Carrying Charge Can Aid Grain Decisions

8/24/2013 7:00 AM
By Philip Gruber Staff Writer

CHRISTIANA, Pa. — A simple decision-making process can help grain farmers decide what to do with their harvest.

Extension educator John Berry presented the decision tool from the Winning the Game program Aug. 20 during the Christiana Grain Marketing Discussion Group at Dutch-Way Restaurant. Winning the Game is a grain marketing initiative developed by the University of Minnesota’s Center for Farm Financial Management.

The process calculates the carrying charge, which is the price difference between two months, usually the month of harvest and the month of sale. The charge is the interest on the value of what the farmer puts in bin storage, Berry said.

Next, the farmer should calculate a per-bushel interest cost for storage. This is found by multiplying the cash grain price times the interest rate times the number of months of storage. That number should be divided by 12, for the number of months in a year.

Dividing the carrying charge by the interest cost equals the carry, which is a percentage.

A carry of more than 140 percent is considered large. The carry the group calculated from a recent Salisbury, Md., corn market report was 279 percent. This number will change as harvest gets closer and the markets change, Berry said.

Knowing that they were working with a large carrying charge, the participants followed the steps on a flowchart that Berry provided.

If futures are low, Winning the Game recommends putting unpriced grain in storage. The group said that corn futures are relatively high right now, so they had to determine if the grain market’s basis was strong or weak.

Basis, which is an indication of demand, can be individualized based on a grower’s rapport with the elevator owner, Berry said. The quality of the farmer’s product and the ability to deliver on time can lead to a better price.

A weak basis is a way for the granary to say, “I don’t really want your crop right now,” Berry said, while a strong basis would suggest more interest from the buyer.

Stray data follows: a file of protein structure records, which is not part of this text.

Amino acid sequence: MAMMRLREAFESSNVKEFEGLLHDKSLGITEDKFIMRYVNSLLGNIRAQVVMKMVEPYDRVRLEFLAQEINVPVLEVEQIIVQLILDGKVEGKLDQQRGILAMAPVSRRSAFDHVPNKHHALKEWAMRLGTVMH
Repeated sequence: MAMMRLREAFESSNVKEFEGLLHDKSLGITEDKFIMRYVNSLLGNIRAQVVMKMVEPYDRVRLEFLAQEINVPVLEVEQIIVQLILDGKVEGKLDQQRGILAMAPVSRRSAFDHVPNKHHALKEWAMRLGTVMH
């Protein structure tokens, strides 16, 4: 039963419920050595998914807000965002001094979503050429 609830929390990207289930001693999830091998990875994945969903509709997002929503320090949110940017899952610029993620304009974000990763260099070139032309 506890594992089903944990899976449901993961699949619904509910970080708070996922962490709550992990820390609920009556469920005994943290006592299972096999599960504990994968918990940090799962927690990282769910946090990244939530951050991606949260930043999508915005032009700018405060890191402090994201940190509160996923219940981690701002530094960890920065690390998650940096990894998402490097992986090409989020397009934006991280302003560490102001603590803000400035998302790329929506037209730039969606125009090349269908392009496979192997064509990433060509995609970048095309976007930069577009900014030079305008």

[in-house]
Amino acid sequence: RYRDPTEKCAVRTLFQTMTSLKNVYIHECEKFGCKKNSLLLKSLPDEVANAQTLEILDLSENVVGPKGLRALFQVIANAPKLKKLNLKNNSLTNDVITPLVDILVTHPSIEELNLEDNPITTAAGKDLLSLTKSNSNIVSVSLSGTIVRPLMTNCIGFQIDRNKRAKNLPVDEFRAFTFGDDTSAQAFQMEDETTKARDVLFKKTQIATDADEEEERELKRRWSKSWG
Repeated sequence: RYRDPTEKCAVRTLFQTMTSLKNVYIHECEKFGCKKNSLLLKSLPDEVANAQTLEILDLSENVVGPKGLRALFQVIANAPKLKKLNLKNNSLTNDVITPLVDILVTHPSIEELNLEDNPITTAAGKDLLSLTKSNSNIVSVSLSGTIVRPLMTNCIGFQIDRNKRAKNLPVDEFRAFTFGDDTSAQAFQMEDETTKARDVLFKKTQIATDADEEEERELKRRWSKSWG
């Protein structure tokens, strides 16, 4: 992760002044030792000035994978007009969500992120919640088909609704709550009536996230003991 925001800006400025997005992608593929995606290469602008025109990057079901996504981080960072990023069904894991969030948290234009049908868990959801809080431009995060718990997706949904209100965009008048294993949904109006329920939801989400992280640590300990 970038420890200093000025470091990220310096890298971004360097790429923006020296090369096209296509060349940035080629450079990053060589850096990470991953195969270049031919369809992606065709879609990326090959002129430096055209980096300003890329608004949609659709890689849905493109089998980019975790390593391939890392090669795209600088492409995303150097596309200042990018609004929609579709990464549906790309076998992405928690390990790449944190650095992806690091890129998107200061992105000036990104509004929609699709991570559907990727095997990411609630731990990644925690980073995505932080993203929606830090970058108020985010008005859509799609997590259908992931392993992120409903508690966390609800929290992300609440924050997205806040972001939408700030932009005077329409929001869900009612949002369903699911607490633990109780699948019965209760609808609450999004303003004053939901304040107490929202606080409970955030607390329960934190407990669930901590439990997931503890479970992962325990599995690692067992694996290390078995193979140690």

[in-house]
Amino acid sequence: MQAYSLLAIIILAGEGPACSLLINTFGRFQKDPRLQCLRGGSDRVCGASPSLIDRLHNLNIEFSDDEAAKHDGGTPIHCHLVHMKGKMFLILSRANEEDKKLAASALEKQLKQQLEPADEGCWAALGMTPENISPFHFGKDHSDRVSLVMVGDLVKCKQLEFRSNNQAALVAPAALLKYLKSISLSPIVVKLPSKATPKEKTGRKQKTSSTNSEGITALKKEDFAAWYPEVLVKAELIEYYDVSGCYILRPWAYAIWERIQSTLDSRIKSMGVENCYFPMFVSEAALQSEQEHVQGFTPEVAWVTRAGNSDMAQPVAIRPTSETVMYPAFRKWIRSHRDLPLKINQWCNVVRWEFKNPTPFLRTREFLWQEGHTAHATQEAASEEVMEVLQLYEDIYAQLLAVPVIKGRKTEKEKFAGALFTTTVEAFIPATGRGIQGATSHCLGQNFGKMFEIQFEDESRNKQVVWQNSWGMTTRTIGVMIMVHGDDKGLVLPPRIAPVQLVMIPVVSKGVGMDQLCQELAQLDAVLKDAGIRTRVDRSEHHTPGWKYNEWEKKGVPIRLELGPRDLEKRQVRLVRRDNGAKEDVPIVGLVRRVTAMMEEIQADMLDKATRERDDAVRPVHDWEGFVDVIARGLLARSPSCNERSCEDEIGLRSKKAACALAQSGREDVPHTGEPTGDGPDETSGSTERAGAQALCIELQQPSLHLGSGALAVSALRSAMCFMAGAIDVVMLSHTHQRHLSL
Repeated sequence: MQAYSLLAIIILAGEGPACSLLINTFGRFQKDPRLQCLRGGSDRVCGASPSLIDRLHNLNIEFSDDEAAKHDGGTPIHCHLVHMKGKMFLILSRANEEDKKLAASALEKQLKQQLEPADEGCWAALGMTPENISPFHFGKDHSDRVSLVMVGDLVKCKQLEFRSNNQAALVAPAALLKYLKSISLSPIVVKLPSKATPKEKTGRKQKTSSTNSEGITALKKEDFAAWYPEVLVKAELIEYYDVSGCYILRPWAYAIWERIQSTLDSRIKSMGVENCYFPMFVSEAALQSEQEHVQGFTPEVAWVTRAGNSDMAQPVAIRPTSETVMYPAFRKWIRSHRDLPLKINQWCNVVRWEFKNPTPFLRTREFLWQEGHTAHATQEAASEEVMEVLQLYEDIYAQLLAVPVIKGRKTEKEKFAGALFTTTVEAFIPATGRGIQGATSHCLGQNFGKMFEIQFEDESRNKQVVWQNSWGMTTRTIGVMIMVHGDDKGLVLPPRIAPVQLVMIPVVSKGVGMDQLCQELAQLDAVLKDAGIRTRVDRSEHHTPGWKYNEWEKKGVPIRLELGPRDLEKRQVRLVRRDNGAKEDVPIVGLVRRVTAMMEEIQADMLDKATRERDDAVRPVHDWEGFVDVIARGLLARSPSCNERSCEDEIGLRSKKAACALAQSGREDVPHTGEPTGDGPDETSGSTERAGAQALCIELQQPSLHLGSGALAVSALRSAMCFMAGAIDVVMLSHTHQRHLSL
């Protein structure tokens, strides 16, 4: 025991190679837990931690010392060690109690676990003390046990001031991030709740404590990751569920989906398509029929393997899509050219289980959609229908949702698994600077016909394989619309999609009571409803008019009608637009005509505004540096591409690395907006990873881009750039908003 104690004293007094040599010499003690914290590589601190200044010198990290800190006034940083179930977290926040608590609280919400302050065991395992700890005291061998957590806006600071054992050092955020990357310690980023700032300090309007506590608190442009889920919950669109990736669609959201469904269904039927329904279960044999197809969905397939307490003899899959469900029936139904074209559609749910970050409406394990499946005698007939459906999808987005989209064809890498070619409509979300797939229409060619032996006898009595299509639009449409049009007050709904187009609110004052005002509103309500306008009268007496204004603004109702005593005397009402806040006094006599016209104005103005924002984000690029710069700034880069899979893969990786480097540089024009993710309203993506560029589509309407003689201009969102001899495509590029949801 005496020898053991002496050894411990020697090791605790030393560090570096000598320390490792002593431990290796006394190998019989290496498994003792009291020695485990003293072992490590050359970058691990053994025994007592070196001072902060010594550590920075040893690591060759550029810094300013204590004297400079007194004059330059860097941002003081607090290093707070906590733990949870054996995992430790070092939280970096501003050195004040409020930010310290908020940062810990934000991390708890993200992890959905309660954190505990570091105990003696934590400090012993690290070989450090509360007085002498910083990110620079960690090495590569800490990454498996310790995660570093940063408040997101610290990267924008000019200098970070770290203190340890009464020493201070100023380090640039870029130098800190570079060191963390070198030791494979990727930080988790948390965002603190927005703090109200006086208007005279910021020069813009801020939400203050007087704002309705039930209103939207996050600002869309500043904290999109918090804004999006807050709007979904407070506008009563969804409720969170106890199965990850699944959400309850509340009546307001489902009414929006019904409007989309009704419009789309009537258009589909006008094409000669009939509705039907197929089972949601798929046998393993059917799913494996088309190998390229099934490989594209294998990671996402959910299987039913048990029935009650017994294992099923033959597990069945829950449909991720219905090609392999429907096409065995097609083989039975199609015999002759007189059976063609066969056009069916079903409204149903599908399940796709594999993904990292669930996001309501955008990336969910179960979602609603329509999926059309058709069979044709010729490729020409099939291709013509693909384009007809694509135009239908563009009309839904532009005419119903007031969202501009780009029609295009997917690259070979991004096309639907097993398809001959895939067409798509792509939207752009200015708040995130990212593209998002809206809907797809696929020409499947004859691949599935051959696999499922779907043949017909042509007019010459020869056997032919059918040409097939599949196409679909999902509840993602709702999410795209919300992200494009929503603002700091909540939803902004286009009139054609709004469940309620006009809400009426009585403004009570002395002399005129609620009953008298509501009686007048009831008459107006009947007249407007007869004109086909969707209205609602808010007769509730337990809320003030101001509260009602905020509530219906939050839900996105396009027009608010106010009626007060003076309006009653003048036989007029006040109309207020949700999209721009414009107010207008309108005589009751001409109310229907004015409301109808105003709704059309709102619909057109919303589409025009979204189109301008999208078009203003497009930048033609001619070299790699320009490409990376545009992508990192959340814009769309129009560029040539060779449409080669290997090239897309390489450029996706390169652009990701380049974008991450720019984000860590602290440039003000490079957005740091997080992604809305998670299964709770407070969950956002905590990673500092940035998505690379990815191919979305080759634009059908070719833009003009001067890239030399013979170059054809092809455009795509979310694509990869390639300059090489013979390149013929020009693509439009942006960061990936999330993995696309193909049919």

In either case, the process suggests selling the carry in a high futures market.

With a weak basis, the farmer should put the noncarry part of his corn in futures. If basis is strong, then the farmer should consider a forward contract.

The situation for carrying charges is different for soybeans right now, Berry said.

The carrying charge is small right now. Futures are fairly robust in soybeans, so farmers should sell their soybeans when they leave the fields. When futures are low, the product should go into storage unpriced, according to the decision process.

Berry stressed that the Minnesota model is a useful but not perfect tool.

“It was 100 percent accurate last year, and it couldn’t have been more wrong” in 2011, he said.

Roger Slusher, founder of Weaver Insurance, pointed out that the model works best if the grower already has storage available. If the farmer is deciding whether to build storage, a more applicable decision-making protocol is available, he said.

Berry concurred, saying the general rule is that corn will pay for its storage, while soy will not.

The small group tossed around numerous other topics during the informal dinner discussion, from what crops are trendy to what the prospects are for competition with Brazil, China and elsewhere.

Harvey Chase, who farms in Pennsylvania and on Maryland’s Eastern Shore, said Eastern European countries such as Ukraine and Georgia could be powerhouses some day.

“We’re not the only people in the world growing crops,” Berry said.

High grain prices are attracting farmers around the world. South America may soon be able to export grains, and the wheat crop in the central Asian nation of Kazakhstan is “excellent,” Berry said.

As the group mulled the complexities of call options and hedge contracts, Chase noted that money can be made with those instruments, but it helps to work with an industry rep one trusts.

“You’ve got to look at the money you spend on that as tuition,” Dwayne Salem, a MidAtlantic Farm Credit crop insurance sales rep, quipped.

Berry noted that grain marketing, getting a better price, accounts for one-third of the difference between the most profitable and the least profitable grain farms. Cost control makes up the other two-thirds.

The Christiana grain marketing group plans to meet monthly from November to March. For more information, call John Berry at 610-391-9840.

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